Structural View of Biology
Enzymes are Nature's chemists, performing all of the chemical transformations needed for life. Enzymes catalyze chemical reactions by bringing together all of the necessary chemical tools in the proper place. They typically have an "active site" that captures the chemicals that will be modified, holding them in the perfect orientation to perform the chemical change. Researchers have separated the many types of enzymes into a few functional classes, based on the reactions that they perform. Click on any of the sub-categories below to explore a few examples of each enzyme class. You can also explore many other enzymes in the other functional categories in "Structural View of Biology."
Ribozymes - Enzymes Made of RNA
Most enzymes are built of protein, but several RNA enzymes have also been discovered. Ribozymes typically perform reactions on other RNA molecule, cleaving themselves or other strands, but they also perform other important reactions, such as the reaction that connects amino acids in the ribosome.
Scroll to a Molecule of the Month Feature in this subcategory:
Protein synthesis is the major task performed by living cells. For instance, roughly one third of the molecules in a typical bacterial cell are dedicated to this central task. Protein synthesis is a complex process involving many molecular machines. You can look at many of these molecules in the PDB, including DNA, DNA polymerases, and RNA polymerases; a host of repressors, DNA repair enzymes, topoisomerases, and histones; tRNA and acyl-tRNA synthetases; and molecular chaperones. This month, for the first time, you can also look at the factory of protein synthesis in atomic detail.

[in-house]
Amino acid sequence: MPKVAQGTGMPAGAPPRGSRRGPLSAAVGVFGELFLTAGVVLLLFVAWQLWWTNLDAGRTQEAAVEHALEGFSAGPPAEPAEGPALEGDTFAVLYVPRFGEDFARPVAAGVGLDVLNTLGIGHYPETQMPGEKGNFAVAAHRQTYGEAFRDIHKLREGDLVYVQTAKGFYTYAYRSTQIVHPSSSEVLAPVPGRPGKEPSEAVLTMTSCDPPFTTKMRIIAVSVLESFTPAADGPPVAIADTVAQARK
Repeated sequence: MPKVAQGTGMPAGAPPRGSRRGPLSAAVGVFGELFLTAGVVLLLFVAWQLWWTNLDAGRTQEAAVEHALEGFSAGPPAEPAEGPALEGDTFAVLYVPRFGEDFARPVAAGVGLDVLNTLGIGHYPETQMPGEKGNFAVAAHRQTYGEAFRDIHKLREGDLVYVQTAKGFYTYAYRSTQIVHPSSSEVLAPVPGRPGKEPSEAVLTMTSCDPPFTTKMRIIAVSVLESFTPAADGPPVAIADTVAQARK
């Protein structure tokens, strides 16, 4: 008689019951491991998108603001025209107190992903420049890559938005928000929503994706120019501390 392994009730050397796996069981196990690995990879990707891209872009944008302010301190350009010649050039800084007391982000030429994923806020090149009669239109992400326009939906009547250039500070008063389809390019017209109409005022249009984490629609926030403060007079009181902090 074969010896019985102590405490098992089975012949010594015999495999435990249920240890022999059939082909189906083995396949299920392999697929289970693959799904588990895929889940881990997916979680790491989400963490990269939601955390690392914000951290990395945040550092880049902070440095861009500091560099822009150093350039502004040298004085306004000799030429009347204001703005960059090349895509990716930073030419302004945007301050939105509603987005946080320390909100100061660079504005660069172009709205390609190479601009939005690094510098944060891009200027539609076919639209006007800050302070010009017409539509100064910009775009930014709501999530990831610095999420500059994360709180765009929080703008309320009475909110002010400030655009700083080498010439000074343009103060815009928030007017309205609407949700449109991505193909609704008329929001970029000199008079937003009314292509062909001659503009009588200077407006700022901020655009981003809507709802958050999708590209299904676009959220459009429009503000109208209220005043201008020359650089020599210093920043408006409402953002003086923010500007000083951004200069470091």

Ribosomes are one of the wonders of the cellular world, and one of the many wonders you can explore yourself at the RCSB PDB. In 2000, structural biologists Venkatraman Ramakrishnan, Thomas A. Steitz and Ada E. Yonath made the first structures of ribosomal subunits available in the PDB, and in 2009, they each received the Nobel Prize for this work. Structures are also available for many of the other players in protein synthesis, including transfer RNA and elongation factors. Building on these structures, there are now hundreds of structures of entire ribosomes in the PDB, revealing the atomic details of many important steps in protein synthesis.
Nature is full of surprises, and you can be sure that once you think you understand something, Nature will come up with an exception. Twenty years ago, this was the case with enzymes. After decades of work, biochemists thought that proteins were the only molecules that catalyzed chemical reactions in the cell, so it came as a surprise when Thomas Cech and his coworkers discovered a natural RNA splicing reaction that occurs even when all of the proteins are removed. Since then, researchers have discovered many additional examples of ribozymes--RNA molecules that perform chemical tasks.
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